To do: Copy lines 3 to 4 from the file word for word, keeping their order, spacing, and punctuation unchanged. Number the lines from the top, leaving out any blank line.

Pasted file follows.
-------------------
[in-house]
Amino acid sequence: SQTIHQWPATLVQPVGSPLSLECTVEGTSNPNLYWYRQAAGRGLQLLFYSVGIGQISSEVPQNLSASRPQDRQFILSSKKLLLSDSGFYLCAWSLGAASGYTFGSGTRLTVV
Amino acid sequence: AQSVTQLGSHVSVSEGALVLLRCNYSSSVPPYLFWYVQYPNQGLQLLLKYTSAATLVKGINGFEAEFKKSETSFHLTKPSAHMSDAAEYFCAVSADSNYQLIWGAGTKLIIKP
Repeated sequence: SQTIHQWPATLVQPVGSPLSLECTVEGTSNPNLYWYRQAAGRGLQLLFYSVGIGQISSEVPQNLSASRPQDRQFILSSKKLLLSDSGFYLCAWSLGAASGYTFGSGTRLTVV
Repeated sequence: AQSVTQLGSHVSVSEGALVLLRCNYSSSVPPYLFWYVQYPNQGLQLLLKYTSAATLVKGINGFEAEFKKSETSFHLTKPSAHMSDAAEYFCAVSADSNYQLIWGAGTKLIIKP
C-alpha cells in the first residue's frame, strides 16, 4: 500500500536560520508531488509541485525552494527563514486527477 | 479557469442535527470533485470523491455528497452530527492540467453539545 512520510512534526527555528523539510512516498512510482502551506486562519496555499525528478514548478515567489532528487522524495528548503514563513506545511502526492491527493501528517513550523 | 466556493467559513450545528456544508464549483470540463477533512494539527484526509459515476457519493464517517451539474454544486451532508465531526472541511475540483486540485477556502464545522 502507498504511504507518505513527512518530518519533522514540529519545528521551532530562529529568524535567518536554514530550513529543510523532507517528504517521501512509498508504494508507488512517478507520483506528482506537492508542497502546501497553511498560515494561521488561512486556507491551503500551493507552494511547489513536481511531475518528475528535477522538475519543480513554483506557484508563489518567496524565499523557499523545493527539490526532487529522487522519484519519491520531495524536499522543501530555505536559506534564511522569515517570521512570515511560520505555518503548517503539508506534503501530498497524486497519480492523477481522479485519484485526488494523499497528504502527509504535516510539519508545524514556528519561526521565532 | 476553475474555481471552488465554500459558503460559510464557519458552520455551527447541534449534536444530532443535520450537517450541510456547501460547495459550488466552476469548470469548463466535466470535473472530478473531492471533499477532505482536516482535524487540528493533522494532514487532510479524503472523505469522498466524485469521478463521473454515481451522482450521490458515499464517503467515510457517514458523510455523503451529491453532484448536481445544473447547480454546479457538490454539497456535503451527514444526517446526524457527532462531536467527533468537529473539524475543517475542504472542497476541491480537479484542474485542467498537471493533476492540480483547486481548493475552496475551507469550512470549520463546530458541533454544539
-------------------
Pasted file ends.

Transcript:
Amino acid sequence: AQSVTQLGSHVSVSEGALVLLRCNYSSSVPPYLFWYVQYPNQGLQLLLKYTSAATLVKGINGFEAEFKKSETSFHLTKPSAHMSDAAEYFCAVSADSNYQLIWGAGTKLIIKP
Repeated sequence: SQTIHQWPATLVQPVGSPLSLECTVEGTSNPNLYWYRQAAGRGLQLLFYSVGIGQISSEVPQNLSASRPQDRQFILSSKKLLLSDSGFYLCAWSLGAASGYTFGSGTRLTVV